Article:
Pat LaFleur reports on transportation and mobility for WCPO.
CINCINNATI -- Yes, we're all relieved that the construction on the Brent Spence is practically finished, but the truth is we're still facing an even more urgent bridge-related problem -- the Western Hills Viaduct.
We've already waited too long for a fix. The consequences are becoming deadly, and the problem spans beyond just cracked or fallen concrete.
Thankfully no one was hurt after the concrete fell, but it did cause an hours-long closure of the major roadway.
Federally rated in "poor" condition, the viaduct might be the structure most symbolic of Cincinnati's inability to keep up with innovative infrastructure. If it doesn't symbolize the region's roadway woes, it at least demonstrates how long we've let some things go.
The 85-year-old bridge provides the primary connection between the city's urban core and the West Side, and its last major update was decades ago, in the 1970s. It carries an estimated 55,000 vehicles each day.
As WCPO has previously reported, the bridge is considered "structurally sound" but "functionally obsolete" -- another pair of federally sanctioned terms. The bridge maintains its structural soundness due to newer steel beams installed during that last major update, which keep the concrete decking in place. The bridge is functionally obsolete, though, because it wasn't built to accommodate so many vehicles.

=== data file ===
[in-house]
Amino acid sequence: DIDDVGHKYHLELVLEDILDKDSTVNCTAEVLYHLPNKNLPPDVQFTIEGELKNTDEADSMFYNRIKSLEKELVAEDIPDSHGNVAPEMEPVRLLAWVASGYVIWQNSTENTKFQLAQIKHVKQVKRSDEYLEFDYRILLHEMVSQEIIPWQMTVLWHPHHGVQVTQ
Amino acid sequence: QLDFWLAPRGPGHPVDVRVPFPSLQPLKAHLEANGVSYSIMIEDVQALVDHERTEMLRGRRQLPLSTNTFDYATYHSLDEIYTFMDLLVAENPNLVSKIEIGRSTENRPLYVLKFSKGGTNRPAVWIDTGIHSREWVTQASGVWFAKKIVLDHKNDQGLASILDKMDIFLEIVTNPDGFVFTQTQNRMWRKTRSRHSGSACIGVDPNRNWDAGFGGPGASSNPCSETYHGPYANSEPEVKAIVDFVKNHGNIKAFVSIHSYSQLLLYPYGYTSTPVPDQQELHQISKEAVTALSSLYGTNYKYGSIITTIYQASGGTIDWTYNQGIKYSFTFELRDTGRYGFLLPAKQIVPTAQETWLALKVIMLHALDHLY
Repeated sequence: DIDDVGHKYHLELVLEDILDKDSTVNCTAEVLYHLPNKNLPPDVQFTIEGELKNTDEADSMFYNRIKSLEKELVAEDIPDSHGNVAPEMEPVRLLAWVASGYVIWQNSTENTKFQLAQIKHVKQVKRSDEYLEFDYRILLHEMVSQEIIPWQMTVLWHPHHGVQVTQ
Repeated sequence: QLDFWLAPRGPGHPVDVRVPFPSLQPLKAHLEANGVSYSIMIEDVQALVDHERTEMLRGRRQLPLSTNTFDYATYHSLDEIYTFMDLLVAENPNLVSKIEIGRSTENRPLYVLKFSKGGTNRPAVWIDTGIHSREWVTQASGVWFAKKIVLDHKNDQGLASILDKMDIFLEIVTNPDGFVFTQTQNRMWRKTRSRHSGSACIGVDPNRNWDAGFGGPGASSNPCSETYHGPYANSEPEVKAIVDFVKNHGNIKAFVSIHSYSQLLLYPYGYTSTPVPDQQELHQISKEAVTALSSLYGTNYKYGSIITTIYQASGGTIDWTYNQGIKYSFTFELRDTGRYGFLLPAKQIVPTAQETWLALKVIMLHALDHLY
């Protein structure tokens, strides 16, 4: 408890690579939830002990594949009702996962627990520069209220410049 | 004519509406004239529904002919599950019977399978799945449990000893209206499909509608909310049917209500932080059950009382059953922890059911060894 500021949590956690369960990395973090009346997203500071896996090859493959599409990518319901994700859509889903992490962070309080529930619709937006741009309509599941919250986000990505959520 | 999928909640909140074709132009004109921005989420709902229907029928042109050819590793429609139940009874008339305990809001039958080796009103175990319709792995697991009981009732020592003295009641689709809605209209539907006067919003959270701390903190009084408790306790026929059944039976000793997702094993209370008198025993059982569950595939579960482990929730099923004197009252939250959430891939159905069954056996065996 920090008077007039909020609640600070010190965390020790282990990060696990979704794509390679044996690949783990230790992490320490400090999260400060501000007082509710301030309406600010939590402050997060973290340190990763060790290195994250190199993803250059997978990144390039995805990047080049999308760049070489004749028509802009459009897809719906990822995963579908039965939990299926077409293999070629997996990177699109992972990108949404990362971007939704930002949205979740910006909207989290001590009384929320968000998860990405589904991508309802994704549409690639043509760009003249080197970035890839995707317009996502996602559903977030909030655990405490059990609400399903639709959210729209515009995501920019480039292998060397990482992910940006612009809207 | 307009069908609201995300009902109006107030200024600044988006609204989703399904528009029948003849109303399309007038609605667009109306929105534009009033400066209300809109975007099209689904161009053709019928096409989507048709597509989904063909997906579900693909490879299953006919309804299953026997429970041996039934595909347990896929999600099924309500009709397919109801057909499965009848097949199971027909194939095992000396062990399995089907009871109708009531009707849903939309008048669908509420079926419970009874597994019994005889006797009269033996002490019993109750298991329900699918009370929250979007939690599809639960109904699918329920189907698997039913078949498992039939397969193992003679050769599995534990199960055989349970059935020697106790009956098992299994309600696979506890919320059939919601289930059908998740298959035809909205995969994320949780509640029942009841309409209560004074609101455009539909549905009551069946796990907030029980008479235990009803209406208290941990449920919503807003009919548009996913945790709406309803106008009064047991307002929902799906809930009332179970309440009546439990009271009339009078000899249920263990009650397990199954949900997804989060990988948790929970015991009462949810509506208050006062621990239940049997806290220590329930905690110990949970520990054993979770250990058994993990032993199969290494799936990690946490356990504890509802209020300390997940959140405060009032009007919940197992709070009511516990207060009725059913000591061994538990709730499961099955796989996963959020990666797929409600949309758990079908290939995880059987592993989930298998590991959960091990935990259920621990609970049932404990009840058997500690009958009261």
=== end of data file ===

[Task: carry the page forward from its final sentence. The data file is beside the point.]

It's this that the Western Hills Viaduct and the Brent Spence Bridge have in common: They're not falling down, but they're over-utilized beyond their capacity for traffic.
Another thing the viaduct and the Brent Spence have in common: falling concrete, which has become a big concern for Tri-State motorists.
The viaduct is also a representation of the region's struggle to find ways to fund vital infrastructure projects. We've been talking about replacing the Brent Spence for nearly five years. We've been talking about replacing the viaduct for nearly a decade.
And we still don't know how to pay for either of them.
These changes would bring in roughly $45 million each year, but that's just the possible local contribution, Portune told WCPO just prior to his announcement.
The plan stands a chance at passing, too, since the commission's only Republican and possible opponent of Portune's larger transportation agenda, Chris Monzel, told WCPO the Western Hills Viaduct is his top transportation priority.
That sales tax would require voter approval, and the driver's license fee hike would need county commission approval. The plan also would still require a sizeable amount of state and federal funding.